Rough day for Expedia and Travelocity

It was a rough day for the travel industry’s two biggest Web sites as reports of a security breach by www.Travelocity.com ran rampant in the trade and consumer media, and www.Expedia.com
was temporarily taken down by internal server problems on the Microsoft network.
Travelocity’s problems began when San Francisco-based technology news service CNET alerted it to its breach late Monday. CNET reported that an e-commerce executive, who asked to remain anonymous, reported the security hole to CNET News.com on Monday.
Names and addresses of entrants in several of Travelocity’s promotions between May and November of last year were inadvertently made accessible through a link on our site. Travelocity said the breach probably occurred while Travelocity was transferring servers from one location in San Francisco to a more secure location on Tulsa, Okla.
Jim Marsicano, Travelocity executive vice president of sales and service told www.IDG.net,an IT industry media and research firm: “I`m embarrassed to say that a file which should have been routinely deleted was not. This was a very serious incident, and we`re extremely sorry that it happened.”
The breach exposed customer names addresses and e-mail addresses, and at no time were credit card information or customer data exposed, Travelocity said in statement yesterday.
An incident like this proves just how fragile and susceptible to human error Internet security can be, but Expedia’s Marketing Director Suzi Levine says she hopes consumers won’t look at this as a problem with the online travel industry as a whole.
“It`s deeply concerning [that] they’ve been paying lip service to privacy to this point,” she said. “It’s unfortunate that they were so lackadaisical with their customer information, but we’re glad to see that they’re taking a quick response.”
In September, Expedia revised its own privacy policy with clearer wording and more customer control. It also went through a successful audit by PricewaterhouseCoopers. “We practice what we preach,” Levine said.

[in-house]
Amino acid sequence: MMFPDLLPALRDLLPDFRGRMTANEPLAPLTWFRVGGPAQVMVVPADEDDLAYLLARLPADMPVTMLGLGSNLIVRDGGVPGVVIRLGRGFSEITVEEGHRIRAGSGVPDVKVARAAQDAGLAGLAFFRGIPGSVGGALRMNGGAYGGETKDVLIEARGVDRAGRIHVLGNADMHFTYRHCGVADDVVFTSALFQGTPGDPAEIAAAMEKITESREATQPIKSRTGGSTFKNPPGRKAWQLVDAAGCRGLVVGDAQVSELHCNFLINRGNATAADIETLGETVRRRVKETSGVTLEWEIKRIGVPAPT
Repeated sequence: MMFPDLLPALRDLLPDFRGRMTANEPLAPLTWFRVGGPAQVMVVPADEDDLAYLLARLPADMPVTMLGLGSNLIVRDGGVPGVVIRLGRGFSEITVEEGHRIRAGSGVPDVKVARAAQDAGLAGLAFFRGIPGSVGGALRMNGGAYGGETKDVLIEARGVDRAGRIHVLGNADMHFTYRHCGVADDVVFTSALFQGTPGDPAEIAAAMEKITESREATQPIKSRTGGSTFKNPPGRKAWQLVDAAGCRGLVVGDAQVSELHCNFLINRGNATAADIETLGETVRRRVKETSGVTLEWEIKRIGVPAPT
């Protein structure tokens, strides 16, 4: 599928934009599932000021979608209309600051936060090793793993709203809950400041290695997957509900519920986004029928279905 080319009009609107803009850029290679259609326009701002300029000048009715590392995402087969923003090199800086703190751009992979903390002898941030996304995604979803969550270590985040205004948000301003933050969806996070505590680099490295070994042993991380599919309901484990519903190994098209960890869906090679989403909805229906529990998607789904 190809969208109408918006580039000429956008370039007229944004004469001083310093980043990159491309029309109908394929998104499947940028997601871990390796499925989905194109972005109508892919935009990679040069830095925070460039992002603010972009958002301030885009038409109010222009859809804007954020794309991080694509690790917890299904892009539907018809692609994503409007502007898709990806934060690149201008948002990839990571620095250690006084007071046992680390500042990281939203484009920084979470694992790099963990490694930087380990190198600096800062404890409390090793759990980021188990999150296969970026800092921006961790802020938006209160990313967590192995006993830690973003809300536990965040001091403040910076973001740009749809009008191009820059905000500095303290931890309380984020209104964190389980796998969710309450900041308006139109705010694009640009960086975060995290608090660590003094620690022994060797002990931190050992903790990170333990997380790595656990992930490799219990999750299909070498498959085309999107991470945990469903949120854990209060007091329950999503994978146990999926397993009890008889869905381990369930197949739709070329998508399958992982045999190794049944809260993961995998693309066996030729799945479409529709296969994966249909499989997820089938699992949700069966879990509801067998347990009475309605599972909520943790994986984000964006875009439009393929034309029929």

Travelocity said that the incident will most likely result in strengthening the security of its own site. “We take the privacy of those who participate on our site, whether they are members, contest participants or visitors, very seriously,” Travelocity said. “This situation has reminded us that we cannot be too vigilant in the protection of our members` privacy.”
Meanwhile, Expedia was having problems of its own. Microsoft technicians had been struggling since early Wednesday morning to return service to the company`s main Web sites including Expedia.com, www.Microsoft.com, www.MSN.com, www.MSNBC.com, www.WindowsMedia.com, www.Encarta.com and www.Carpoint.com.
Levine said Microsoft experienced a glitch with its domain name server system. Also known as a DNS routing system, the database acts basically as a gatekeeper for the sites and translates the names of URLs to the actual number addresses of the servers where the Web pages are stored. Levine said such glitches don’t compromise the security of any affected sites.
Microsoft had the problem under control and most of Microsoft`s sites were up and running by Wednesday afternoon. Microsoft is still investigating and Levine said Expedia is still gauging the extent to which the site was affected.
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